Perhaps it was the year 1560
or 1565, or some year in between –
he was already an old man
living in a large villa with hanging gardens
and silver-sea views of Murano;
he had, besides his genius and his hangers-on,
two sons and a beautiful daughter
recently dead from childbirth.
Her mother, his first mistress and wife
had died as well while birthing
the beautiful daughter, so he knew
the mother’s gaze often contained
a beginning and the certainty
of an ending
the birth encircling the life
in an ever shrinking loop.
Completion. And its destruction.
– – – – – – – –
Wandering in mid-winter
the bridged paths of Dorsoduro –
here, the same stones and waterways and Adriatic sun
that touched the hurrying hands of Titian’s beleaguered assistants
as they returned to the atelier bearing the fruit of his brushes:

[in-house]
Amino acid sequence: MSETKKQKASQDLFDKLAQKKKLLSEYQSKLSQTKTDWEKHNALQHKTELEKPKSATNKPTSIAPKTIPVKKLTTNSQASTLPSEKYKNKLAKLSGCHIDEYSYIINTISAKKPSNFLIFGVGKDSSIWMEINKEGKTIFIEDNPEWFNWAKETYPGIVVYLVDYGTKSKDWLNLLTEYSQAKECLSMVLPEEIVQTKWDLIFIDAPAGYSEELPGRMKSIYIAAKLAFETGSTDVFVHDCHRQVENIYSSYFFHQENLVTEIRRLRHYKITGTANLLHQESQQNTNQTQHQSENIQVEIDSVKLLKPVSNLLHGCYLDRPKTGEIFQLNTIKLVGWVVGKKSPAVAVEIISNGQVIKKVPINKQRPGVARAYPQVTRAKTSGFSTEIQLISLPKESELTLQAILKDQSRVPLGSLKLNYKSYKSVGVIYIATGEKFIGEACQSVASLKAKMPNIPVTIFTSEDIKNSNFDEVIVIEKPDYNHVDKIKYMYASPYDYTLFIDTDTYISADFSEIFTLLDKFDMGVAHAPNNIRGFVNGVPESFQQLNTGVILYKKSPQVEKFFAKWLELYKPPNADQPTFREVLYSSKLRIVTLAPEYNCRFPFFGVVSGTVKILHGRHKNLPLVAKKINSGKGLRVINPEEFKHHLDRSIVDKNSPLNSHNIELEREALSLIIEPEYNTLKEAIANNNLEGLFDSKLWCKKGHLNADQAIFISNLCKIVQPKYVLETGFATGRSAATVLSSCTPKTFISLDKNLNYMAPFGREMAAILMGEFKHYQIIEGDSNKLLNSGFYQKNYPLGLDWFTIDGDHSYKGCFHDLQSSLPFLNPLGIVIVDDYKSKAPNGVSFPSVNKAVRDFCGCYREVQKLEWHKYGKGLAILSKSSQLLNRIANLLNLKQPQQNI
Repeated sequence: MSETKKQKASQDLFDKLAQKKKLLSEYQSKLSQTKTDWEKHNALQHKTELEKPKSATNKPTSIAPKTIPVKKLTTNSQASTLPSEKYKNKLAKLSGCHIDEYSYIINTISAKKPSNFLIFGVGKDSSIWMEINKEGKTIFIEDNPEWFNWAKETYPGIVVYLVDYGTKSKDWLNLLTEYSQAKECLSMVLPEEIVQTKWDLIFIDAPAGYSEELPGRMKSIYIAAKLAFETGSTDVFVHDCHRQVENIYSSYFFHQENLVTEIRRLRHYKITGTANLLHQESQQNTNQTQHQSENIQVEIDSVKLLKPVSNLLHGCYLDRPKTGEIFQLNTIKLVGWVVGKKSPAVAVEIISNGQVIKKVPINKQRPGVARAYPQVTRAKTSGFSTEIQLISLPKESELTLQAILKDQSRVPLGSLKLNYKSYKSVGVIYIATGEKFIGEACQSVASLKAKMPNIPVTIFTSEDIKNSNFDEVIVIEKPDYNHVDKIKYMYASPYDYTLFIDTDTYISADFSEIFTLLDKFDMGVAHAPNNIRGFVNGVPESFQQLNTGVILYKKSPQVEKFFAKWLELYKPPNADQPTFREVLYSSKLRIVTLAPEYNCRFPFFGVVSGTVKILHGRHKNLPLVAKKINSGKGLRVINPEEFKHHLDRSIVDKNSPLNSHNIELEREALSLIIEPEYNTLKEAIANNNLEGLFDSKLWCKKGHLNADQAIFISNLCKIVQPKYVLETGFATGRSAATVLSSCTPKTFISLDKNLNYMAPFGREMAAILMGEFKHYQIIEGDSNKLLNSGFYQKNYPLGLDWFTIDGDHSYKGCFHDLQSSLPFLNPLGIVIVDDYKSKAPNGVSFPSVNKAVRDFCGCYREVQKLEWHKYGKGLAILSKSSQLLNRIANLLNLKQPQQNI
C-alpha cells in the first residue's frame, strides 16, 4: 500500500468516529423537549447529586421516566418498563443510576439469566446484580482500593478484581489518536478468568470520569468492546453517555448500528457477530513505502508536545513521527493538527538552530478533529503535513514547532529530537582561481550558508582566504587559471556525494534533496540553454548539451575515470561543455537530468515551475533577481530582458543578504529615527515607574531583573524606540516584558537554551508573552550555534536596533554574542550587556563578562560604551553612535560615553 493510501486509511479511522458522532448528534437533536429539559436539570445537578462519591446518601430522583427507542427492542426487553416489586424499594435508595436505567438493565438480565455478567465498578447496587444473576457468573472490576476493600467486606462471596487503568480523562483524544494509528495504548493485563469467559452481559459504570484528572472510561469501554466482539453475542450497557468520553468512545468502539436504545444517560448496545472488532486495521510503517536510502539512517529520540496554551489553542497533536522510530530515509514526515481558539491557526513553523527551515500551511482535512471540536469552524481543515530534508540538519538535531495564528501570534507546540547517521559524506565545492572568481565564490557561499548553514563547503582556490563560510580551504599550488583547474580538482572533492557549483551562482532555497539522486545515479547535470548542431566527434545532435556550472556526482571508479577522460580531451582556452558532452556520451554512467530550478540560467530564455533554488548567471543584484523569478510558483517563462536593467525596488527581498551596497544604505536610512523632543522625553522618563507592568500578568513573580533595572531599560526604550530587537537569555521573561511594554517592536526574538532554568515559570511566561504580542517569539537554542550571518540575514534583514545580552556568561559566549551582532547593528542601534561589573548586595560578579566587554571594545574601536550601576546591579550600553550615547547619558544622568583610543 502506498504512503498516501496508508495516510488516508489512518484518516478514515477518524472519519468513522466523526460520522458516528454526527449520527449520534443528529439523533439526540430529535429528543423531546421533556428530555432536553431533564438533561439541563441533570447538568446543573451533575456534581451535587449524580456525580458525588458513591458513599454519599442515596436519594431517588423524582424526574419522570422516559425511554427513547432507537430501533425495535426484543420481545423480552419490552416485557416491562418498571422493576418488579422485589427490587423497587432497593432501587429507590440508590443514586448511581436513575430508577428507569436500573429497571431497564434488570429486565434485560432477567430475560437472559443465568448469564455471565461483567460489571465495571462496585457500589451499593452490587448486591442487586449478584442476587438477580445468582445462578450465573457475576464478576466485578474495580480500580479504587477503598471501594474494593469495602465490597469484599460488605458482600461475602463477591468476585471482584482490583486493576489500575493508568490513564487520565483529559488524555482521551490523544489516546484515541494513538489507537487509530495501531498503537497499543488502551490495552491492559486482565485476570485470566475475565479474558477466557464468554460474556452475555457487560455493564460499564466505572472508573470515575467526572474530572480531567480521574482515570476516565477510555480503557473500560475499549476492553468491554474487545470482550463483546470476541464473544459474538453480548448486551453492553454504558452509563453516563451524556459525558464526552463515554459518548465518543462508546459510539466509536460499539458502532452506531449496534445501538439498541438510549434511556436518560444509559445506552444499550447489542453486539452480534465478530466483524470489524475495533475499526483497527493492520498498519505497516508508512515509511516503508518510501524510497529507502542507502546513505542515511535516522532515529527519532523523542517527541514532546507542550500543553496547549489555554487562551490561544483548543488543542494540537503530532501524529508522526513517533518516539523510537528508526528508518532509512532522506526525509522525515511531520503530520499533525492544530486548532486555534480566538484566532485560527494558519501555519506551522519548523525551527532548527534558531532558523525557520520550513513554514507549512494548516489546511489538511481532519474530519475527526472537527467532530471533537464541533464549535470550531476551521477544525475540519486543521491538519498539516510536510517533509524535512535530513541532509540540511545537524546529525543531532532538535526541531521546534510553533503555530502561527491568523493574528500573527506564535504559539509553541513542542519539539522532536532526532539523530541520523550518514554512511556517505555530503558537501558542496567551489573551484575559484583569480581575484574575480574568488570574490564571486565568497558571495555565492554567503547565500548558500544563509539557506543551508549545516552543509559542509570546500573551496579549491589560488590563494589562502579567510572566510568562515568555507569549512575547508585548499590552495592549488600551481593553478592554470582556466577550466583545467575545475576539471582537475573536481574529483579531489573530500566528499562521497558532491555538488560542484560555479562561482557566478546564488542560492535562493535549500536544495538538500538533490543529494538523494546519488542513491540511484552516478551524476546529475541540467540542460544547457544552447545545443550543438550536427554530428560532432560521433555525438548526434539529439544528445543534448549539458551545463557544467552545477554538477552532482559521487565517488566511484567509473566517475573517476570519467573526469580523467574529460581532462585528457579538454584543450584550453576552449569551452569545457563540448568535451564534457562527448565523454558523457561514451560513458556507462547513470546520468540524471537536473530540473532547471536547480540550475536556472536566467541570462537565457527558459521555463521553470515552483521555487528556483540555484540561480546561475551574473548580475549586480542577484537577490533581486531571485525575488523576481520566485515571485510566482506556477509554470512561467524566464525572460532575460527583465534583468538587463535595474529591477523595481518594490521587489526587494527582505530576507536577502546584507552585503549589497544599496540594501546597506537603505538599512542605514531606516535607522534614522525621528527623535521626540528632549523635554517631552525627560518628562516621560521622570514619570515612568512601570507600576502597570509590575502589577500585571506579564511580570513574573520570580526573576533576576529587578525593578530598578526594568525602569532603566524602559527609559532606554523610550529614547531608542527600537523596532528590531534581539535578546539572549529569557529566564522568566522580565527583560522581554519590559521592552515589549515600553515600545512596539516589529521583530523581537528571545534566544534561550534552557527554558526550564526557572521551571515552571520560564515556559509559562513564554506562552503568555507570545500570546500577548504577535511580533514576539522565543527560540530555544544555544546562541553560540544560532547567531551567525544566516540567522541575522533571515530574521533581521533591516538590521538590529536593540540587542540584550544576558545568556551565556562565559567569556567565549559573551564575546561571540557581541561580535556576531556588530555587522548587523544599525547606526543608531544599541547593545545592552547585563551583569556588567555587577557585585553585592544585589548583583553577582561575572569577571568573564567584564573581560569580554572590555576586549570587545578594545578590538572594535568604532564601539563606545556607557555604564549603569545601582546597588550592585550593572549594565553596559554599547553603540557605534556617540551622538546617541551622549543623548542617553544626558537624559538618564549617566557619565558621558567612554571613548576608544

linseed oil, arsenic, mercury and chalk,
blended for the erotic folds of vermilion drapes, torn indigo robes of a Saint,
lush verdigris hills in the distance –
Within the halls of the Accademia, hung near the huge lamentations
of Tintoretto and across the room from Giorgione’s
broken and anguished old woman,
one might easily miss the simple, humble
Virgin holding in her layered lap a fat-bellied
god. The mother’s gaze closes the picture, making
the viewer a voyeur; it is a love past all understanding,
outside of time, but also the birth of time.
In her son’s eyes the god-bearer witnesses both infinity
and the blooded transience of flesh. Her son, the contradiction,
her son, the fated lesson that cannot be learned.
She takes his hand.
She is the one who knows the true sacrifice.
She takes his hand, not to comfort or hold,
but to touch, for a moment, her creation:
time, love, and its annihilation.